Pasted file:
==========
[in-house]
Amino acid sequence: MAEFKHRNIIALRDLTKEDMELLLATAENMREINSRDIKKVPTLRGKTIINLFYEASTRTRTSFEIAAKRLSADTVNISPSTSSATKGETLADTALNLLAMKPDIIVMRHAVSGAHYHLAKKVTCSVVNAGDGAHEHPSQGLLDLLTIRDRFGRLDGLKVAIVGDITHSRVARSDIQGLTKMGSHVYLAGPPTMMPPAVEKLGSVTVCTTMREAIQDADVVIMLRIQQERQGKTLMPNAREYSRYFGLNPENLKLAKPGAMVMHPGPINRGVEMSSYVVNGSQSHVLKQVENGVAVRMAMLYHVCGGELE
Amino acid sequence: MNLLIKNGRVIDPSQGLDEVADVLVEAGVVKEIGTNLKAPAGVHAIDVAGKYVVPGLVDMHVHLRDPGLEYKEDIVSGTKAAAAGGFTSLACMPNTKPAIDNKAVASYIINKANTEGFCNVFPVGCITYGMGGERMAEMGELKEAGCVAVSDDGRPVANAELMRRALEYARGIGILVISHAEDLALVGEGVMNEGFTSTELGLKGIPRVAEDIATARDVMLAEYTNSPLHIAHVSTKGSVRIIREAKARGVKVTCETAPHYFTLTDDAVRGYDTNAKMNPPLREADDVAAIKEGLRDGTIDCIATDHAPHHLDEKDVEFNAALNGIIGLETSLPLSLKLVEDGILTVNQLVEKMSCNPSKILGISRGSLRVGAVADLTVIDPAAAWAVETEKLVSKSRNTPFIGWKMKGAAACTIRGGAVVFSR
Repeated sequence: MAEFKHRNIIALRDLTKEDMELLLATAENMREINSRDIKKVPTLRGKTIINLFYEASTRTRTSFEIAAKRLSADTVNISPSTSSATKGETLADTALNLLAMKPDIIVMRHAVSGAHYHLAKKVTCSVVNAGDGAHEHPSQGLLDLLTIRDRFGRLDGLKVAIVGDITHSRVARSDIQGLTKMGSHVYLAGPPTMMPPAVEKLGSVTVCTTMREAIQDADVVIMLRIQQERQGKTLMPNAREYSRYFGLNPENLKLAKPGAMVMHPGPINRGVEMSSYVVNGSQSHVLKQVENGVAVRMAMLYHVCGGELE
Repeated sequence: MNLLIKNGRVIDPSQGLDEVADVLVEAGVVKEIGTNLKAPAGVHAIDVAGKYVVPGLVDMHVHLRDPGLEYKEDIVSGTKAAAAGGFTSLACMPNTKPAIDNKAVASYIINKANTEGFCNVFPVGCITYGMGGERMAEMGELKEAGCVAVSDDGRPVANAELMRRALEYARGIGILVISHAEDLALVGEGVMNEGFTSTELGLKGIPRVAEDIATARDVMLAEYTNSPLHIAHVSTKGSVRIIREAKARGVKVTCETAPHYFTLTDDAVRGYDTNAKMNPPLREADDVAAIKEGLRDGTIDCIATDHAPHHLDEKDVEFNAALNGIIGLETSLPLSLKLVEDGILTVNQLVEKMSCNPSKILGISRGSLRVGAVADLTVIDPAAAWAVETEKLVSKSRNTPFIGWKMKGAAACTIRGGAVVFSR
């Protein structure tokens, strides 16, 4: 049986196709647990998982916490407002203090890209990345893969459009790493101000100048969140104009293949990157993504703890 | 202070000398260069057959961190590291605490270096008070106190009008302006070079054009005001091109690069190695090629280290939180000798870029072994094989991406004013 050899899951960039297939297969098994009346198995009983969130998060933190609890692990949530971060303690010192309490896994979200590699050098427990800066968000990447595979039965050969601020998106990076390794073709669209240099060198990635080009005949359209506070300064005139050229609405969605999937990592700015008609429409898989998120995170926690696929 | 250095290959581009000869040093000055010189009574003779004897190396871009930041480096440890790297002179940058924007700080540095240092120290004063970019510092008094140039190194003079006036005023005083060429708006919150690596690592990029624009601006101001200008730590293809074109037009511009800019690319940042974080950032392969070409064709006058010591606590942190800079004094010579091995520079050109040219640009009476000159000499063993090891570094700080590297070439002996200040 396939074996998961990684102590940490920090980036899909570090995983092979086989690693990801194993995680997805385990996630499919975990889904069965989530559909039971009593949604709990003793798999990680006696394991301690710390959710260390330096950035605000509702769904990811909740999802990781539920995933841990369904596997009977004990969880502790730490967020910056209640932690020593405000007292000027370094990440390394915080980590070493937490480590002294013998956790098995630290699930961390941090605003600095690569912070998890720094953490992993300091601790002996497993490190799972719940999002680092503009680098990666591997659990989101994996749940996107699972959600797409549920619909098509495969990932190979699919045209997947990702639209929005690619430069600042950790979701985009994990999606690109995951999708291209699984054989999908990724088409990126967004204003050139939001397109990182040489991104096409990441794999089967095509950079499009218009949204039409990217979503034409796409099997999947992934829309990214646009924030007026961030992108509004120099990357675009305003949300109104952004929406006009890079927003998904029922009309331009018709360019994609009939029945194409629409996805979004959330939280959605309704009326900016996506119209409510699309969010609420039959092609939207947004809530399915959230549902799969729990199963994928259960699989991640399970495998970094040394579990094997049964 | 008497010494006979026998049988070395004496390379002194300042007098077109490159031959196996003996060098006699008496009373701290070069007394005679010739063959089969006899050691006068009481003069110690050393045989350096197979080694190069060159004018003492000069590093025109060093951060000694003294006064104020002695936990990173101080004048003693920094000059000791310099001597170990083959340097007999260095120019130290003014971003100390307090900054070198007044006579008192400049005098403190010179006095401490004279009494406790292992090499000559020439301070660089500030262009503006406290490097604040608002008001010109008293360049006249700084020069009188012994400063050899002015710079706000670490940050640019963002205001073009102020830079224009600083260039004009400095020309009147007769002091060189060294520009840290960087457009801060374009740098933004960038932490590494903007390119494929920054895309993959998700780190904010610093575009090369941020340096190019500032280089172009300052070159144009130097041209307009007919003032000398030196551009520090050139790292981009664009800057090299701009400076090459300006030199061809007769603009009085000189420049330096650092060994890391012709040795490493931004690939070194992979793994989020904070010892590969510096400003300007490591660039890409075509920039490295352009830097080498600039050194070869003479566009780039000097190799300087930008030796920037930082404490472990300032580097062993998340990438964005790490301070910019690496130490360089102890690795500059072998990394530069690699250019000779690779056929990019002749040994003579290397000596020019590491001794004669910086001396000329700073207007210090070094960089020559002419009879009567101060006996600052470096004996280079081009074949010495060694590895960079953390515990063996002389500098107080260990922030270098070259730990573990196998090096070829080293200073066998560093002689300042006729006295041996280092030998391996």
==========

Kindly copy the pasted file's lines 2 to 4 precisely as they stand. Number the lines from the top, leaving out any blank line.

Amino acid sequence: MAEFKHRNIIALRDLTKEDMELLLATAENMREINSRDIKKVPTLRGKTIINLFYEASTRTRTSFEIAAKRLSADTVNISPSTSSATKGETLADTALNLLAMKPDIIVMRHAVSGAHYHLAKKVTCSVVNAGDGAHEHPSQGLLDLLTIRDRFGRLDGLKVAIVGDITHSRVARSDIQGLTKMGSHVYLAGPPTMMPPAVEKLGSVTVCTTMREAIQDADVVIMLRIQQERQGKTLMPNAREYSRYFGLNPENLKLAKPGAMVMHPGPINRGVEMSSYVVNGSQSHVLKQVENGVAVRMAMLYHVCGGELE
Amino acid sequence: MNLLIKNGRVIDPSQGLDEVADVLVEAGVVKEIGTNLKAPAGVHAIDVAGKYVVPGLVDMHVHLRDPGLEYKEDIVSGTKAAAAGGFTSLACMPNTKPAIDNKAVASYIINKANTEGFCNVFPVGCITYGMGGERMAEMGELKEAGCVAVSDDGRPVANAELMRRALEYARGIGILVISHAEDLALVGEGVMNEGFTSTELGLKGIPRVAEDIATARDVMLAEYTNSPLHIAHVSTKGSVRIIREAKARGVKVTCETAPHYFTLTDDAVRGYDTNAKMNPPLREADDVAAIKEGLRDGTIDCIATDHAPHHLDEKDVEFNAALNGIIGLETSLPLSLKLVEDGILTVNQLVEKMSCNPSKILGISRGSLRVGAVADLTVIDPAAAWAVETEKLVSKSRNTPFIGWKMKGAAACTIRGGAVVFSR
Repeated sequence: MAEFKHRNIIALRDLTKEDMELLLATAENMREINSRDIKKVPTLRGKTIINLFYEASTRTRTSFEIAAKRLSADTVNISPSTSSATKGETLADTALNLLAMKPDIIVMRHAVSGAHYHLAKKVTCSVVNAGDGAHEHPSQGLLDLLTIRDRFGRLDGLKVAIVGDITHSRVARSDIQGLTKMGSHVYLAGPPTMMPPAVEKLGSVTVCTTMREAIQDADVVIMLRIQQERQGKTLMPNAREYSRYFGLNPENLKLAKPGAMVMHPGPINRGVEMSSYVVNGSQSHVLKQVENGVAVRMAMLYHVCGGELE